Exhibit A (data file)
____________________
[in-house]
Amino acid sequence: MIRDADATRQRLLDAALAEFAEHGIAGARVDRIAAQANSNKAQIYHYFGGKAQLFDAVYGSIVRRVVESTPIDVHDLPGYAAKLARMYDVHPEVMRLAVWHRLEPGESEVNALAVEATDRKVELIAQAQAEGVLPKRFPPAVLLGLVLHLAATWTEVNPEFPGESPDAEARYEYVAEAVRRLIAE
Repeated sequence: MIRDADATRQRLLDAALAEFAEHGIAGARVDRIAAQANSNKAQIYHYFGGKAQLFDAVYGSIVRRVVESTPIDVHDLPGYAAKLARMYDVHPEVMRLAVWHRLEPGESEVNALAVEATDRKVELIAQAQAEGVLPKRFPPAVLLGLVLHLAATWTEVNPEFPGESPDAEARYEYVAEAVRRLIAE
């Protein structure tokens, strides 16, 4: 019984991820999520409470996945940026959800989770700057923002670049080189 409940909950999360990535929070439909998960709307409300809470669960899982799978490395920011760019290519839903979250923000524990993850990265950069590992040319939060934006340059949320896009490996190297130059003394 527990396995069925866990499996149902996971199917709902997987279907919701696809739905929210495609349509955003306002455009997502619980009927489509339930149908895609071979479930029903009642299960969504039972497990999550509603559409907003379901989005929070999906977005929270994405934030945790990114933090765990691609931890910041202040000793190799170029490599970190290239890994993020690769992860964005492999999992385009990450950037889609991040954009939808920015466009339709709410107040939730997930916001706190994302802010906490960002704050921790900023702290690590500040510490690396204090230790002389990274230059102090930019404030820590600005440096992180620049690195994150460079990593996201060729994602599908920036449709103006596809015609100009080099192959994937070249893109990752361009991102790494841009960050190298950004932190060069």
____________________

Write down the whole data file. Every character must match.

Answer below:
[in-house]
Amino acid sequence: MIRDADATRQRLLDAALAEFAEHGIAGARVDRIAAQANSNKAQIYHYFGGKAQLFDAVYGSIVRRVVESTPIDVHDLPGYAAKLARMYDVHPEVMRLAVWHRLEPGESEVNALAVEATDRKVELIAQAQAEGVLPKRFPPAVLLGLVLHLAATWTEVNPEFPGESPDAEARYEYVAEAVRRLIAE
Repeated sequence: MIRDADATRQRLLDAALAEFAEHGIAGARVDRIAAQANSNKAQIYHYFGGKAQLFDAVYGSIVRRVVESTPIDVHDLPGYAAKLARMYDVHPEVMRLAVWHRLEPGESEVNALAVEATDRKVELIAQAQAEGVLPKRFPPAVLLGLVLHLAATWTEVNPEFPGESPDAEARYEYVAEAVRRLIAE
């Protein structure tokens, strides 16, 4: 019984991820999520409470996945940026959800989770700057923002670049080189 409940909950999360990535929070439909998960709307409300809470669960899982799978490395920011760019290519839903979250923000524990993850990265950069590992040319939060934006340059949320896009490996190297130059003394 527990396995069925866990499996149902996971199917709902997987279907919701696809739905929210495609349509955003306002455009997502619980009927489509339930149908895609071979479930029903009642299960969504039972497990999550509603559409907003379901989005929070999906977005929270994405934030945790990114933090765990691609931890910041202040000793190799170029490599970190290239890994993020690769992860964005492999999992385009990450950037889609991040954009939808920015466009339709709410107040939730997930916001706190994302802010906490960002704050921790900023702290690590500040510490690396204090230790002389990274230059102090930019404030820590600005440096992180620049690195994150460079990593996201060729994602599908920036449709103006596809015609100009080099192959994937070249893109990752361009991102790494841009960050190298950004932190060069």